Team:Columbia-Cooper-NYC/Data and Conclusions

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(Data and Conclusions)
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The liquid media that Ferrooxidans thrive in is acidic so the copper team first started working on proving that the bacteria are doing the etching, not just the media. Our initial results were somewhat inconclusive, however the data showed that at certain time intervals the bacteria etched faster than the basal rate (see work from 7/7-7/17 on [http://2012.igem.org/Team:Columbia-Cooper-NYC/Columbia_notebook_1 Copper Etching] page under Results):
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Liquid Media
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As mentioned in the [http://2012.igem.org/Team:Columbia-Cooper-NYC/Overview], Acidithiobacillus Ferrooxidans have the ability to oxidize iron (II) to iron (III) and the iron (III) can go through a redox reaction with copper to solubilize copper, which is the goal. But this mechanism only works in aerobic conditions. Therefore, to properly induce mass transfer of oxygen from the media to the bacteria, flasks containing the liquid media and bacteria are placed in a shaker at 220 rpm and room temperature. The copper used in these experiments are 2 cm x 2 cm pieces, 5 mils thick ((computer paper thickness), and 99.9% purity. Individual copper pieces were placed in flasks containing 100 mL of liquid media and either bacteria, no bacteria, or iron (III) sulfate hydrate. These flasks were left in the shaker for four days and copper mass measurements were taken daily in triplicate. The copper piece were massed after cleaning with deionized water and 70% ethanol followed by returning them back to their respective flasks.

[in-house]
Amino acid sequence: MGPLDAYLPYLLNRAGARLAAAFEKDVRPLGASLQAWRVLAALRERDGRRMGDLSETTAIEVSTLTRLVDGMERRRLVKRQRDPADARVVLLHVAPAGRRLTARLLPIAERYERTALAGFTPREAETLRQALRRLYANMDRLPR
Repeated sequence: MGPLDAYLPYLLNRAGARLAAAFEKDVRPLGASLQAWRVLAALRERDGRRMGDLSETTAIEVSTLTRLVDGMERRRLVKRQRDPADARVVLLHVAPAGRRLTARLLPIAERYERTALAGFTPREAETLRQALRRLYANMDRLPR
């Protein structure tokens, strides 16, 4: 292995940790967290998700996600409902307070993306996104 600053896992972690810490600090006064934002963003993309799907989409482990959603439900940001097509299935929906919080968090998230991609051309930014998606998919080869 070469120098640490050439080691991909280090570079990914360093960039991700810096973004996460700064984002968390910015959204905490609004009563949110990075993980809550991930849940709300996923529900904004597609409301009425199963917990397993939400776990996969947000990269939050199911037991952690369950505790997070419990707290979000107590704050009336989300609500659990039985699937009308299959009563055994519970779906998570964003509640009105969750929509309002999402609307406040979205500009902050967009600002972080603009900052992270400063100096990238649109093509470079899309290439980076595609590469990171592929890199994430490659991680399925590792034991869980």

[[File:liquid_media.png|600px|thumb|center|Figure 1]]
[[File:liquid_media.png|600px|thumb|center|Figure 1]]
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The plot above shows the remaining mass of the copper vs. days. The black line represents the data without bacteria and the decrease in copper mass over time indicates that there is some sort of background etching, which is due to side reactions happening such as the oxidation of copper from air. The blue line represents the data with bacteria and it shows that the copper mass decreased to zero after day 3. The red line represents the data with iron (III) sulfate hydrate and
By furthur refining our experiments as described in the copper notebook we were able to show that copper is in fact etched faster in the presence of A. Ferrooxidans than the basal rate of etching by the acidic liquid media (see the work done 7/18-7/23 on [http://2012.igem.org/Team:Columbia-Cooper-NYC/Columbia_notebook_1 Copper Etching] page under Results):
By furthur refining our experiments as described in the copper notebook we were able to show that copper is in fact etched faster in the presence of A. Ferrooxidans than the basal rate of etching by the acidic liquid media (see the work done 7/18-7/23 on [http://2012.igem.org/Team:Columbia-Cooper-NYC/Columbia_notebook_1 Copper Etching] page under Results):
[[File:solid_media_only.png|600px|thumb|center|Figure 2]]
[[File:solid_media_only.png|600px|thumb|center|Figure 2]]

Revision as of 02:36, 27 October 2012

Data and Conclusions

Liquid Media